Some works in the exhibition show the ways countless copies clog consumer culture, while others consider how, from apps to AIs, technologies of automation increasingly stand in not only for people, but also for humanity. Shelf Life finds remnants of an alternative reality amidst generations of discarded designs stashed on shelves. Correspondingly, in Modeling Big Data, a data profilethat is, a record of one's online activitiesturns into an overgrown entity with compulsive behaviors of its own. Likewise, in Autoresponder.exe, an app that automates the simple task of replying to emails keeps business running as usual while all else seems lost. Finally, giving so-called encrypted backups a twist, Knock Knock shows two Alexasthemselves proxies for human assistantsentertaining each other in a cryptographic guessing game that exceeds both human intelligence and human patience.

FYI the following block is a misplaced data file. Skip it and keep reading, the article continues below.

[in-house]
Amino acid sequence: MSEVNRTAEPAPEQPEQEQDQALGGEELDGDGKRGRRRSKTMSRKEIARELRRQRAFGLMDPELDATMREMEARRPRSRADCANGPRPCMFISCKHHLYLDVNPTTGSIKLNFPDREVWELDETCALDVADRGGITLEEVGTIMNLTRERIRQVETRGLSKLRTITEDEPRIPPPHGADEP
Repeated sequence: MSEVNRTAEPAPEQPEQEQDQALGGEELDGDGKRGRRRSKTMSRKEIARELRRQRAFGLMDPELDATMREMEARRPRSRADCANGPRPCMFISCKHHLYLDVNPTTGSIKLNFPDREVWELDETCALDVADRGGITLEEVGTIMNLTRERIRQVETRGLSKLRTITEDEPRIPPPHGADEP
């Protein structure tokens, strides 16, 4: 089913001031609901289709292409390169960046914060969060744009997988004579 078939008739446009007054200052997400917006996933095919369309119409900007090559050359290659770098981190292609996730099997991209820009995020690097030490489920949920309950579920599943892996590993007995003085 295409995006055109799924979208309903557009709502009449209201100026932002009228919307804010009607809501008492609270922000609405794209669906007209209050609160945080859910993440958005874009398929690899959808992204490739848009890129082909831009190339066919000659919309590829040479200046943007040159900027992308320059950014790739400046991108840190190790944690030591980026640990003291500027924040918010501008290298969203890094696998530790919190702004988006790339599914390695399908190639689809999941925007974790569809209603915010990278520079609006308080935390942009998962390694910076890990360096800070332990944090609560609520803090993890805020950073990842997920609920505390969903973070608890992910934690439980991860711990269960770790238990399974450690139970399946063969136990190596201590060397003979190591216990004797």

In Backups, Behar offers us a chance to "revert to backup," that is, to air out our accounts, reevaluate our discarded drafts and duplicates, and consider what of ourselves our backups promise to replace or restore.